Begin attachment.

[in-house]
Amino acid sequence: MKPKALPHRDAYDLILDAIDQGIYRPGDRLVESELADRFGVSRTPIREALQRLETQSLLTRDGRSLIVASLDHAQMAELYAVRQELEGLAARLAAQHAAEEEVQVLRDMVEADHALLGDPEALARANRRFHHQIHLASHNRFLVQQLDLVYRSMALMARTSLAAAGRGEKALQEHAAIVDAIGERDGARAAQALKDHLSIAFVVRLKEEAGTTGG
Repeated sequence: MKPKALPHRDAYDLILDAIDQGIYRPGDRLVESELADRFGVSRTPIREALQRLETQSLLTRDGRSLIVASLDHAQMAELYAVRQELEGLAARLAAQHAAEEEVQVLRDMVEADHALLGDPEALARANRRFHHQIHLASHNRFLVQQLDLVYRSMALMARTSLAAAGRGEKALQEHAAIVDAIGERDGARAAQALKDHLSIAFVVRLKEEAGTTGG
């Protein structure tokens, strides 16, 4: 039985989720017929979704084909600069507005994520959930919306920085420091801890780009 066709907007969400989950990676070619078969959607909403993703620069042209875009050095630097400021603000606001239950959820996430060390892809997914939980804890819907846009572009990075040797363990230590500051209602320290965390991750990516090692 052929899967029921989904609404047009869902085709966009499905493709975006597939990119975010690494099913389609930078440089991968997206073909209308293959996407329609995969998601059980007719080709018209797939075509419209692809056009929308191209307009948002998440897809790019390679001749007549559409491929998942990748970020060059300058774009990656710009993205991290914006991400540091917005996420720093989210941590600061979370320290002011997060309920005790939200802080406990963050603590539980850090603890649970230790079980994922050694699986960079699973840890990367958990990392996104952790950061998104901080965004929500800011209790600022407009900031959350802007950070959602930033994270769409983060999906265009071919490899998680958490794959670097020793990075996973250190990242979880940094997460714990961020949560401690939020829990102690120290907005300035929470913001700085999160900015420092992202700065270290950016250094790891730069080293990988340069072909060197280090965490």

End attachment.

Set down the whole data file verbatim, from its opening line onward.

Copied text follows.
[in-house]
Amino acid sequence: MKPKALPHRDAYDLILDAIDQGIYRPGDRLVESELADRFGVSRTPIREALQRLETQSLLTRDGRSLIVASLDHAQMAELYAVRQELEGLAARLAAQHAAEEEVQVLRDMVEADHALLGDPEALARANRRFHHQIHLASHNRFLVQQLDLVYRSMALMARTSLAAAGRGEKALQEHAAIVDAIGERDGARAAQALKDHLSIAFVVRLKEEAGTTGG
Repeated sequence: MKPKALPHRDAYDLILDAIDQGIYRPGDRLVESELADRFGVSRTPIREALQRLETQSLLTRDGRSLIVASLDHAQMAELYAVRQELEGLAARLAAQHAAEEEVQVLRDMVEADHALLGDPEALARANRRFHHQIHLASHNRFLVQQLDLVYRSMALMARTSLAAAGRGEKALQEHAAIVDAIGERDGARAAQALKDHLSIAFVVRLKEEAGTTGG
């Protein structure tokens, strides 16, 4: 039985989720017929979704084909600069507005994520959930919306920085420091801890780009 066709907007969400989950990676070619078969959607909403993703620069042209875009050095630097400021603000606001239950959820996430060390892809997914939980804890819907846009572009990075040797363990230590500051209602320290965390991750990516090692 052929899967029921989904609404047009869902085709966009499905493709975006597939990119975010690494099913389609930078440089991968997206073909209308293959996407329609995969998601059980007719080709018209797939075509419209692809056009929308191209307009948002998440897809790019390679001749007549559409491929998942990748970020060059300058774009990656710009993205991290914006991400540091917005996420720093989210941590600061979370320290002011997060309920005790939200802080406990963050603590539980850090603890649970230790079980994922050694699986960079699973840890990367958990990392996104952790950061998104901080965004929500800011209790600022407009900031959350802007950070959602930033994270769409983060999906265009071919490899998680958490794959670097020793990075996973250190990242979880940094997460714990961020949560401690939020829990102690120290907005300035929470913001700085999160900015420092992202700065270290950016250094790891730069080293990988340069072909060197280090965490």